If you've ever been in the U.S. on St. Patrick's Day, you know just how much Americans of Irish descent love their heritage.
Even if many have never been to the Emerald Isle, they'll enthusiastically tell you about their Irish ancestors who crossed the Atlantic in the wave of emigration that followed Ireland's great potato famine of 1845.
But do any ever return to the country of their forefathers to live?
The answer is yes. And although not in huge numbers, new economic opportunities, cultural curiosity and family ties have meant these Irish-Americans are getting to discover their ancestral home is not so different from the one where they grew up.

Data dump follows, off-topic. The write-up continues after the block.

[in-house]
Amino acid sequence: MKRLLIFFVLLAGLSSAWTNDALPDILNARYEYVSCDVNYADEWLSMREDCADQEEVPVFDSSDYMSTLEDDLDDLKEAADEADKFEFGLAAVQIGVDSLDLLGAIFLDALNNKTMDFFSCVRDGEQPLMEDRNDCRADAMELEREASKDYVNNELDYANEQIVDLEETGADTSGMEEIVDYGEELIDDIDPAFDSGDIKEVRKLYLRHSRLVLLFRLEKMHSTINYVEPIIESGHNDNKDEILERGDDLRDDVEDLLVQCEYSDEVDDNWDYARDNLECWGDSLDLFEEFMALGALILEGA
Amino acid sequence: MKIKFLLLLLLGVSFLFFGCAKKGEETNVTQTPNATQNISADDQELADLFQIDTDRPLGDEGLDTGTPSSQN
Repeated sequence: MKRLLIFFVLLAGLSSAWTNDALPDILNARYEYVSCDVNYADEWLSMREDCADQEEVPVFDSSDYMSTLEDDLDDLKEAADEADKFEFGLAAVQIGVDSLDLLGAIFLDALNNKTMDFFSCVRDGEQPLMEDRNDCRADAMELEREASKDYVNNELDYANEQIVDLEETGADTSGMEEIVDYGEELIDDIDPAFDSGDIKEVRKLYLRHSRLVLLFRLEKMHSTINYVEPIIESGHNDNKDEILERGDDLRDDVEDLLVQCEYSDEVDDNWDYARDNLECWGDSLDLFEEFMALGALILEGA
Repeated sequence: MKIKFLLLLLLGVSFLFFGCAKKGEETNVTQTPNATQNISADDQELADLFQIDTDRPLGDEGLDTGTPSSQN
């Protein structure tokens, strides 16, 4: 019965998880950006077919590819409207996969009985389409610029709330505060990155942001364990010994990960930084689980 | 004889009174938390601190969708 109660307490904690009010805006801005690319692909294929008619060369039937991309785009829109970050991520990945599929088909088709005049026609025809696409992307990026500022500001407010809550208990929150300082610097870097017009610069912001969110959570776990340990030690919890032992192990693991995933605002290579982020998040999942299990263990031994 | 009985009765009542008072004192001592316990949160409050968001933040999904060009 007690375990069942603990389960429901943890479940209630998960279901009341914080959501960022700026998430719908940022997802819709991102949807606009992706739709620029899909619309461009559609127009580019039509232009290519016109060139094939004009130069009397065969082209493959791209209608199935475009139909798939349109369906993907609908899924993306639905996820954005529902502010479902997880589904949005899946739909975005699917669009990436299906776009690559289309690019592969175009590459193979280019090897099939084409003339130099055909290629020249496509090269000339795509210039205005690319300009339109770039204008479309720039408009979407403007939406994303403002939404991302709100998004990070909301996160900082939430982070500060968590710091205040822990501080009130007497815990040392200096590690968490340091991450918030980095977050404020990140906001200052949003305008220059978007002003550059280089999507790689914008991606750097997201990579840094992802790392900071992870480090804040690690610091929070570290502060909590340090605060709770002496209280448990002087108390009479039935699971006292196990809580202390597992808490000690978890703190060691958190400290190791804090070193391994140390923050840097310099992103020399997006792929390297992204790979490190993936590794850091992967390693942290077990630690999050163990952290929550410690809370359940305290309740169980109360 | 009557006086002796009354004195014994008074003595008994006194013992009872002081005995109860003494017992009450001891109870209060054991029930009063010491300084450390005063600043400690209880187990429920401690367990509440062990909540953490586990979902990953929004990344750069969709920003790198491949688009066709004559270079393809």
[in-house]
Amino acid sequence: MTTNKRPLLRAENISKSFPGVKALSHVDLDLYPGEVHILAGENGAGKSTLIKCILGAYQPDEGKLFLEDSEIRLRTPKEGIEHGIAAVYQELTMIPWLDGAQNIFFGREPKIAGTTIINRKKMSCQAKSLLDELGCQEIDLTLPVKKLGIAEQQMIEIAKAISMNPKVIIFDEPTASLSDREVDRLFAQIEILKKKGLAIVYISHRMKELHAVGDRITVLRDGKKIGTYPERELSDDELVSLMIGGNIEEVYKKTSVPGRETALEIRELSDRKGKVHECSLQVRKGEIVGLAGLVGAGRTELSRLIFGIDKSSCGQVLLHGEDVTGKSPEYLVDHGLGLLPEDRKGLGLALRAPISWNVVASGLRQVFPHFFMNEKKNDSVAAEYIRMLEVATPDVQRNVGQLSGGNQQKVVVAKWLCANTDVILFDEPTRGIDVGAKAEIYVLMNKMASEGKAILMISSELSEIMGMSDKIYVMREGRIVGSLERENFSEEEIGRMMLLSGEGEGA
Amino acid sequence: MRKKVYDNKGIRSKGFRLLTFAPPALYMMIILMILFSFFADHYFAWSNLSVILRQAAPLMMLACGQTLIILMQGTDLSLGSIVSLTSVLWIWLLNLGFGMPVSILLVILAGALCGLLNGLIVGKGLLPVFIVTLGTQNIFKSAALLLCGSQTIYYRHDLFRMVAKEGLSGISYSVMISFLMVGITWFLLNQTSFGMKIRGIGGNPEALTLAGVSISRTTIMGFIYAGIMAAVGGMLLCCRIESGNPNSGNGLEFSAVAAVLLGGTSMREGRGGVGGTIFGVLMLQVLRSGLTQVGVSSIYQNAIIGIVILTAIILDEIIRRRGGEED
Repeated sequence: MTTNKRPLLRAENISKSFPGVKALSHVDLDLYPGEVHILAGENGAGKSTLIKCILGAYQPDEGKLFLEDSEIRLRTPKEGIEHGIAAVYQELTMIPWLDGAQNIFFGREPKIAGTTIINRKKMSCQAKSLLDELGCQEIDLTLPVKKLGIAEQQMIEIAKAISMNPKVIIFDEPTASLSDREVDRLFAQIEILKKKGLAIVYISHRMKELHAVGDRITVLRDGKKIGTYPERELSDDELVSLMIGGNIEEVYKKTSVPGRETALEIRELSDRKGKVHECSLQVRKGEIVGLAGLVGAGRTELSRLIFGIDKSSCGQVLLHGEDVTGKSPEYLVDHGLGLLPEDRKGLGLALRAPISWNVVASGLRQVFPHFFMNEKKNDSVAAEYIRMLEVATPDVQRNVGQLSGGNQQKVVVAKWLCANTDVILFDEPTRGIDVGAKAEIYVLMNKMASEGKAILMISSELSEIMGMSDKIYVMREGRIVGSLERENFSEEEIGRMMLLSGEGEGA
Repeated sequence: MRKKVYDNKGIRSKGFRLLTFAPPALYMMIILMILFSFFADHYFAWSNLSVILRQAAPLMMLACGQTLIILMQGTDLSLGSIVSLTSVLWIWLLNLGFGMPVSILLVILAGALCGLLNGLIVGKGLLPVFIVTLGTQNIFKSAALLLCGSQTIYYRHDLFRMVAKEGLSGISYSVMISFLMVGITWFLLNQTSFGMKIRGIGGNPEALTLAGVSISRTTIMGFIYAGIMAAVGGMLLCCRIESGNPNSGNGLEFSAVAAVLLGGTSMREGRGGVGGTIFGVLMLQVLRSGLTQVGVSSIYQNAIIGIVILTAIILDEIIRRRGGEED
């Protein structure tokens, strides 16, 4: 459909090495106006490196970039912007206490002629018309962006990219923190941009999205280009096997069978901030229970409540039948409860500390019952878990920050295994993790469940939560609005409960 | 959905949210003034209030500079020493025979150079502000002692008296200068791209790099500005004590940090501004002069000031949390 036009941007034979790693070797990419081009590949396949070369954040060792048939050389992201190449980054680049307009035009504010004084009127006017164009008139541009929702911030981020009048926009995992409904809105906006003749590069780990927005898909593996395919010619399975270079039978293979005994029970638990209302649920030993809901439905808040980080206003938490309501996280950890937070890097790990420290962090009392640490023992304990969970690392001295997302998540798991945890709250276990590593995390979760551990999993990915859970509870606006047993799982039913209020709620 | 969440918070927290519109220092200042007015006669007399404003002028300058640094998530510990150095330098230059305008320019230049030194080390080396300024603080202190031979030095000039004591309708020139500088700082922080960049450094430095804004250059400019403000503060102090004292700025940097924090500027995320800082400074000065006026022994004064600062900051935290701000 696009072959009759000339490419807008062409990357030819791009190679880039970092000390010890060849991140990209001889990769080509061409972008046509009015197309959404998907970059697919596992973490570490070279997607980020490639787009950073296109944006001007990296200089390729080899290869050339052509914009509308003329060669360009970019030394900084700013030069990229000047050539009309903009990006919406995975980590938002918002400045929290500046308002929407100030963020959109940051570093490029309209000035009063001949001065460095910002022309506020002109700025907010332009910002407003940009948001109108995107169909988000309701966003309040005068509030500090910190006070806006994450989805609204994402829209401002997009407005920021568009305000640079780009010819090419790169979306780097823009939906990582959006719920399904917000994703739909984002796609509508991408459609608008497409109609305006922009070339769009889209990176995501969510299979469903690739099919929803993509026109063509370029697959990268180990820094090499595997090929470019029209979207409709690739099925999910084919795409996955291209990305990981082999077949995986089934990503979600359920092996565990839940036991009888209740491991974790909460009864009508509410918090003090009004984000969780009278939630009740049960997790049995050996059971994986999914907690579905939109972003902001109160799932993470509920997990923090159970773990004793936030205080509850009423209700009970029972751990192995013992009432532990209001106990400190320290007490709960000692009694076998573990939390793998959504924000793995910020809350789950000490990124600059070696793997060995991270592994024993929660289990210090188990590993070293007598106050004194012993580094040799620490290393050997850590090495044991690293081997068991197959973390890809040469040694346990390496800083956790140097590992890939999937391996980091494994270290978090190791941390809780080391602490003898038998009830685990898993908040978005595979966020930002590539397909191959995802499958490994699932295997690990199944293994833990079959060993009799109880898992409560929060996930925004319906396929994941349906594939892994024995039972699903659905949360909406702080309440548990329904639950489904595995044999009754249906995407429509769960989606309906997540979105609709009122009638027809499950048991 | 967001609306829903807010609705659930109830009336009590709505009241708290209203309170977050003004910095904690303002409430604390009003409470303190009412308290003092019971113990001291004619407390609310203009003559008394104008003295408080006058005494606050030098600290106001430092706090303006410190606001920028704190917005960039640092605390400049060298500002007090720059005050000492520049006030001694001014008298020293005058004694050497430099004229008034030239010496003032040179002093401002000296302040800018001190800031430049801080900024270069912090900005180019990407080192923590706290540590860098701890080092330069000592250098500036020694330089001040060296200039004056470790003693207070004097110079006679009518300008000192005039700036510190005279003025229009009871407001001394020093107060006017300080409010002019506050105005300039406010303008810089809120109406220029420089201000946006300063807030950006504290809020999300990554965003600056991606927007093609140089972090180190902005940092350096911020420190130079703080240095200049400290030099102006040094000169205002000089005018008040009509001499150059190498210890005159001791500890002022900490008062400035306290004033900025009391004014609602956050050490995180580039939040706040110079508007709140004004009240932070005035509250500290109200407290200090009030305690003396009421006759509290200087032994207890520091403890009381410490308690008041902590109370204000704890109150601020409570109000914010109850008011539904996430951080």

"Coming from the Midwest, there's so much in Chicago that is Irish that I never realized was Irish," said Brian Norton, who grew up in Chicago and in 2014 co-founded Future Finance, a Dublin-based fintech startup. "The friendliness, the beer, the pubs on every corner — it all makes sense now!"
One of Norton's ancestors emigrated to the U.S. in 1849 from County Roscommon, an epicenter of the Great Famine, making his way to New York like so many others who came in via Ellis Island.